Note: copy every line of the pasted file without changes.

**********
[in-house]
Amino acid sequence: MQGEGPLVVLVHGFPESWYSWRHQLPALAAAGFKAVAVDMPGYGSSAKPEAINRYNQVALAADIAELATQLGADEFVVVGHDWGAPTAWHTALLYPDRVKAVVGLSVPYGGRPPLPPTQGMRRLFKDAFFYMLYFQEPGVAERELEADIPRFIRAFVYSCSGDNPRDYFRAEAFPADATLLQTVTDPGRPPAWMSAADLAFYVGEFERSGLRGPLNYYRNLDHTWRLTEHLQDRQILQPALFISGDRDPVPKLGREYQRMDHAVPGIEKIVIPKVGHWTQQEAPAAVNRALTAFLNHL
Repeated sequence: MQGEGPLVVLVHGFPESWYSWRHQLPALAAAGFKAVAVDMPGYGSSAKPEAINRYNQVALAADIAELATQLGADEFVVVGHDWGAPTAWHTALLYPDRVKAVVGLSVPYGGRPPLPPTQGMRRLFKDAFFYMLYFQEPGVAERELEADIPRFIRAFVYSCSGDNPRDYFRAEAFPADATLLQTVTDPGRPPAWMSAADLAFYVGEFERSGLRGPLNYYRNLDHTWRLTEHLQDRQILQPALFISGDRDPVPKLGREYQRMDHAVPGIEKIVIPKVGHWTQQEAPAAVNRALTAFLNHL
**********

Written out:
[in-house]
Amino acid sequence: MQGEGPLVVLVHGFPESWYSWRHQLPALAAAGFKAVAVDMPGYGSSAKPEAINRYNQVALAADIAELATQLGADEFVVVGHDWGAPTAWHTALLYPDRVKAVVGLSVPYGGRPPLPPTQGMRRLFKDAFFYMLYFQEPGVAERELEADIPRFIRAFVYSCSGDNPRDYFRAEAFPADATLLQTVTDPGRPPAWMSAADLAFYVGEFERSGLRGPLNYYRNLDHTWRLTEHLQDRQILQPALFISGDRDPVPKLGREYQRMDHAVPGIEKIVIPKVGHWTQQEAPAAVNRALTAFLNHL
Repeated sequence: MQGEGPLVVLVHGFPESWYSWRHQLPALAAAGFKAVAVDMPGYGSSAKPEAINRYNQVALAADIAELATQLGADEFVVVGHDWGAPTAWHTALLYPDRVKAVVGLSVPYGGRPPLPPTQGMRRLFKDAFFYMLYFQEPGVAERELEADIPRFIRAFVYSCSGDNPRDYFRAEAFPADATLLQTVTDPGRPPAWMSAADLAFYVGEFERSGLRGPLNYYRNLDHTWRLTEHLQDRQILQPALFISGDRDPVPKLGREYQRMDHAVPGIEKIVIPKVGHWTQQEAPAAVNRALTAFLNHL